Plain English Summary
Background and Aims:
Millions of women suffer from the consequences of endometriosis and uterine fibroids. These include severe pain, abnormal uterine bleeding, infertility and miscarriages. Current treatment is associated with significant side effects and risks.To better understand the underlying mechanisms of these conditions, this prospective study will use biological samples such as blood, saliva, urine, peritoneal fluid and endometrial or fibroid tissue in state-of-the-art biomedical assays together with detailed clinical and intraoperative data from participants.
Who can participate?
Women of reproductive age (18 years until menopause) who are planned to undergo surgery for endometriosis and/or fibroid-associated symptoms, or unrelated gynaecological surgery, will be invited to participate.
What does the study involve?
Once consented, participants complete detailed questionnaires at baseline and then at intervals (6-8 weeks, 6 months, 1 year and yearly, for a total of 5 years) about their symptoms, medications, co-morbidities, and ethnicity. Consenting women will also be asked to donate biological samples such as blood, urine and saliva at baseline and again at a follow-up visit after their surgery, in addition to tissue taken at time of surgery. We will then analyse the differences in tissue and clinical data between patient groups to understand the conditions better, and to identify new ways of treatment.
What are the possible benefits and risks of participating?
There are no direct benefits for participants in the study, and there will be no payments made to study participants. The endometrial sampling procedure carries a small additional risk of minor bleeding, uterine perforation (<1%) and an extension to the length of the surgery by 5 minutes.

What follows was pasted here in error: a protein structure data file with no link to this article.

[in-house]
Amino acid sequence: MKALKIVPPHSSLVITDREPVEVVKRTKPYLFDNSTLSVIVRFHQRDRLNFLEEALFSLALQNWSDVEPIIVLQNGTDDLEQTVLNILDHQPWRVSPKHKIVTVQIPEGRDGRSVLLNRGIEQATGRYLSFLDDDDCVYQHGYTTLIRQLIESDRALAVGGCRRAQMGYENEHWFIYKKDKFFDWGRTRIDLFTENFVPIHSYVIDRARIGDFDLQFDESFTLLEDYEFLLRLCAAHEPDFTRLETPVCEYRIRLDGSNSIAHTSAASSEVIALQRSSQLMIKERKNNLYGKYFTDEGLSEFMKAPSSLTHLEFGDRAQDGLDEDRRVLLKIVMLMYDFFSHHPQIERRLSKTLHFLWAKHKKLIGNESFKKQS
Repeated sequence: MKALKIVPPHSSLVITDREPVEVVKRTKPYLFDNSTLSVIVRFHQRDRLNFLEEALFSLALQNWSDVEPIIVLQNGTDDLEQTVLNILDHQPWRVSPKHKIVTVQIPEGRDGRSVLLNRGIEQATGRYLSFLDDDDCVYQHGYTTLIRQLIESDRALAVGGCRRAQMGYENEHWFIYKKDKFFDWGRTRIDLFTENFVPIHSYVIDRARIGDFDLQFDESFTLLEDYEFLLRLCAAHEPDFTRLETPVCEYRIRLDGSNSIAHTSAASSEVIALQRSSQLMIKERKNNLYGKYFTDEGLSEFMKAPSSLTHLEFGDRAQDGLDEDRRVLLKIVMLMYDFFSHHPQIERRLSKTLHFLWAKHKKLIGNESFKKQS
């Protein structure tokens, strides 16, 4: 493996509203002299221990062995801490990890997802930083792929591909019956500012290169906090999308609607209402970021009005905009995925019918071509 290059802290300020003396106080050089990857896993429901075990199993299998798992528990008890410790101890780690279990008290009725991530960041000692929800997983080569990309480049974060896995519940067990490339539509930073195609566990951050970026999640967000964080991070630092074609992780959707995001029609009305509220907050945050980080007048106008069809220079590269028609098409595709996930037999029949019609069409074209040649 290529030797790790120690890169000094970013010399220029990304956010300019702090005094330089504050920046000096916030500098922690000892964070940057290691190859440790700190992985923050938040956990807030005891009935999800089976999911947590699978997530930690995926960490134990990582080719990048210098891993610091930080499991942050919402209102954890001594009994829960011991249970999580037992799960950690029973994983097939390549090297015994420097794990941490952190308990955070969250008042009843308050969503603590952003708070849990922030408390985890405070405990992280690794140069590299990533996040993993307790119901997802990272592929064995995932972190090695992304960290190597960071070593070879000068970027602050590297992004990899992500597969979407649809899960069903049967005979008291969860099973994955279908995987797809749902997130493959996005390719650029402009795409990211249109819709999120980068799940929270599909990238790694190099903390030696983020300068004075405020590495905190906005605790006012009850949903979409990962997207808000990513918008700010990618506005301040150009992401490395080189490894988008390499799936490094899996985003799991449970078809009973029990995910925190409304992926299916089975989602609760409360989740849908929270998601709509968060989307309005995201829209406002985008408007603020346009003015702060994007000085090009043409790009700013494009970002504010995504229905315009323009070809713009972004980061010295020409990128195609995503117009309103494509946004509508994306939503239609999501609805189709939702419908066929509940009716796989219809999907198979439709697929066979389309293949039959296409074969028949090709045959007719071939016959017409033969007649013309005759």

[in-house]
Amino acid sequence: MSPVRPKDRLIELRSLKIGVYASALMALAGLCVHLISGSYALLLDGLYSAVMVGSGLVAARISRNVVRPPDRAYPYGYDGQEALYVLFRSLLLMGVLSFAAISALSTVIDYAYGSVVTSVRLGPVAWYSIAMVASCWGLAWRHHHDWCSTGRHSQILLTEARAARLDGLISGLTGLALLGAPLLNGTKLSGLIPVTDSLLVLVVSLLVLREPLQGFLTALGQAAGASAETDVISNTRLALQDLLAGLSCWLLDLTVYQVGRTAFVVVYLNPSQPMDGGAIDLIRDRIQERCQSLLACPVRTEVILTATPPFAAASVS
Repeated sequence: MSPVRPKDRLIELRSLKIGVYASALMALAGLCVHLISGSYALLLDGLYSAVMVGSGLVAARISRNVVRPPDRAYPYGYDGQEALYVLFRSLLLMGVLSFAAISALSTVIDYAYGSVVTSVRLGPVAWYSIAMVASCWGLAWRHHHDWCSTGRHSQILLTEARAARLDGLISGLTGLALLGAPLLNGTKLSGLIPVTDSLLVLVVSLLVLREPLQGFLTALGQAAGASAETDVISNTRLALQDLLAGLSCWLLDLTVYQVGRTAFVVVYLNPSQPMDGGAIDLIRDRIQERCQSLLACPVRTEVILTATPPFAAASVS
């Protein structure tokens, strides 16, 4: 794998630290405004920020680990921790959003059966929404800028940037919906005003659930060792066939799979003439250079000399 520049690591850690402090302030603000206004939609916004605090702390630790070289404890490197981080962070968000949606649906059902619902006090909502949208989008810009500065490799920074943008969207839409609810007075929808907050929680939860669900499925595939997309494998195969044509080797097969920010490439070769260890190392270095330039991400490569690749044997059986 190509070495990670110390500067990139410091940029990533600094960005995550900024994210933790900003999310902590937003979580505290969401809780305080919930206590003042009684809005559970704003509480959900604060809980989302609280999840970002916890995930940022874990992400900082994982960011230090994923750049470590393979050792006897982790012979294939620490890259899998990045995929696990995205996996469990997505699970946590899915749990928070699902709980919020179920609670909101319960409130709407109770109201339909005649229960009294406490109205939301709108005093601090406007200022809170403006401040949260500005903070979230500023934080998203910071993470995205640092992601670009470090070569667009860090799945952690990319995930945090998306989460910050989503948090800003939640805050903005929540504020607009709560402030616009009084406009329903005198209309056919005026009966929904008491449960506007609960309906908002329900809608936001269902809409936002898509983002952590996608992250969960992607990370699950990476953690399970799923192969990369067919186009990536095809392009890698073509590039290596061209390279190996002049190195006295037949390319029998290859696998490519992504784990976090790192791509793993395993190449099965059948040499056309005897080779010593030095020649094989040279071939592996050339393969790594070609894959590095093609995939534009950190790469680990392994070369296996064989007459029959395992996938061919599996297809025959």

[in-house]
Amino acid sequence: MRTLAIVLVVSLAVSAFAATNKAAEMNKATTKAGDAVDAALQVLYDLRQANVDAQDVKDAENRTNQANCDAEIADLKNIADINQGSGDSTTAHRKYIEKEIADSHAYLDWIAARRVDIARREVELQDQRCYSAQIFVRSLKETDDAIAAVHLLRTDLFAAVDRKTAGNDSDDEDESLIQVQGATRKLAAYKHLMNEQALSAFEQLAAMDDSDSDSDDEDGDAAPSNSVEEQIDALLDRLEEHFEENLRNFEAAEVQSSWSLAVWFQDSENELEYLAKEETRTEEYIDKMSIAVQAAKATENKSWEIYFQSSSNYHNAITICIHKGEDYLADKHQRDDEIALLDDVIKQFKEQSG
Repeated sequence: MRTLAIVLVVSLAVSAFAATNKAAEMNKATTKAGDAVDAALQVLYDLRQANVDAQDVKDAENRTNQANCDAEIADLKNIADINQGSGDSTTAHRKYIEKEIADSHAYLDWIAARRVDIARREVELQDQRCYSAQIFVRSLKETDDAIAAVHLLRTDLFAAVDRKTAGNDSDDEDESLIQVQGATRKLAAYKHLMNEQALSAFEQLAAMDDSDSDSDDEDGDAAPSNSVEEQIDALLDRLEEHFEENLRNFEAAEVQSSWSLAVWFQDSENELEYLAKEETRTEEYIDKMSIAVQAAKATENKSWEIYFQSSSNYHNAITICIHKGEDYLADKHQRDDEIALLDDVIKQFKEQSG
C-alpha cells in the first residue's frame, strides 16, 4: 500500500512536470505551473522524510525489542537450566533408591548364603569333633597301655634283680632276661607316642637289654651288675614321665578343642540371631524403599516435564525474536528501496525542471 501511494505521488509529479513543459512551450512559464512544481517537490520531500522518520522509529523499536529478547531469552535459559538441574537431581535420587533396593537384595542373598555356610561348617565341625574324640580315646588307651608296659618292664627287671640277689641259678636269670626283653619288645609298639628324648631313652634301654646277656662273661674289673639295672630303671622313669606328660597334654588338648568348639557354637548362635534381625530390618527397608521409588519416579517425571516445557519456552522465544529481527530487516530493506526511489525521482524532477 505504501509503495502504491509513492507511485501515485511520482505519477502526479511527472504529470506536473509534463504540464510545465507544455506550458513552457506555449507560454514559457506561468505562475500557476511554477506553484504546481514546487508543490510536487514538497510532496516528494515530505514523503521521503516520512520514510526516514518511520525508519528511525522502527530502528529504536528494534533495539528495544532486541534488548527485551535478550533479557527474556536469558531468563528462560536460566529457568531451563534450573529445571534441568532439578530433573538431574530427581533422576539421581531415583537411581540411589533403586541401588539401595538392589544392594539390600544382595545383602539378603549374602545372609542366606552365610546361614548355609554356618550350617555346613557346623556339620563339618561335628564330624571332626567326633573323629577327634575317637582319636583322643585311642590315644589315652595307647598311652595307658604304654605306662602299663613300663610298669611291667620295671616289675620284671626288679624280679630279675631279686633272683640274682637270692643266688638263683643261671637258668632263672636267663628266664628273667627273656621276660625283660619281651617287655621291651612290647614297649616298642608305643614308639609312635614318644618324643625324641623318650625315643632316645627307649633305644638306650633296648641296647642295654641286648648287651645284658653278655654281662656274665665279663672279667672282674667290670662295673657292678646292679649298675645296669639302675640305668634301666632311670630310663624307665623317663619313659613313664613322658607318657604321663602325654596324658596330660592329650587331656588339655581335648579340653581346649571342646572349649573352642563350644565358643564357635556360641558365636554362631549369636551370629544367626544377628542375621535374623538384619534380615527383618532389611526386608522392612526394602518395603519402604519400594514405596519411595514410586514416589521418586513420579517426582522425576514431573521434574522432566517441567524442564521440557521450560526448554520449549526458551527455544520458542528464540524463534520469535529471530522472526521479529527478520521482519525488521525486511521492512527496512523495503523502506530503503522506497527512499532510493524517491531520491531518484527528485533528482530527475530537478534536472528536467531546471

Where is the study run from?
1.Oxford University Hospitals Trust, Women's Centre (UK)
When is the study starting and how long is it expected to run for?
December 2017 to March 2028
Who is funding the study?
1. Nuffield Department of Women's and Reproductive Health, University of Oxford (UK)
2. Research Grants to the Endometriosis CaRe Centre
Who is the main contact?
Prof Christian M. Becker (Chief Investigator)
Prof Christian Becker
Nuffield Department of Women's and Reproductive Health
University of Oxford
John Radcliffe Hospital
FENOX Study Protocol 20180102_V1.1
FENOX – A study into the biology of uterine fibroids and endometriosis in women of
reproductive age who suffer from these conditions compared to women who do not have these conditions
Millions of women suffer from the consequences of endometriosis and uterine fibroids. These include pelvic and abdominal pain, abnormal uterine bleeding, infertility and miscarriages. In the FENOX study, we aim to improve our understanding of the underlying mechanisms of endometriosis and uterine fibroids and their associated symptoms by means of longitudinal observation and laboratory analyses.
South Central - Oxford B Research Ethics Committee, 31/01/2018, ref: 17/SC/0664.
HRA approval, 28/02/2018;
Trust Management Approval, 20/3/2018
This is a prospective longitudinal case-control observational study recruiting from 2018 - 2023, with a follow-up until 2028.
Primary study design
Secondary study design
Quality of life
Patient information sheet
Not available in web format, please use contact details to request a participant information sheet.
Endometriosis, uterine fibroids.
Women of reproductive age (18 years until menopause) who are scheduled to undergo surgery for endometriosis and/or fibroid-associated symptoms. Also, women who have been offered surgery as part of their clinical management for abnormal uterine bleeding, pain, infertility or miscarriage or who are undergoing laparoscopic tubal sterilisation will be invited to take part in the study. Women undergoing hysterectomy for benign causes such as abnormal uterine bleeding, pain or gender reassignment will be asked to donate part of their uterus for research.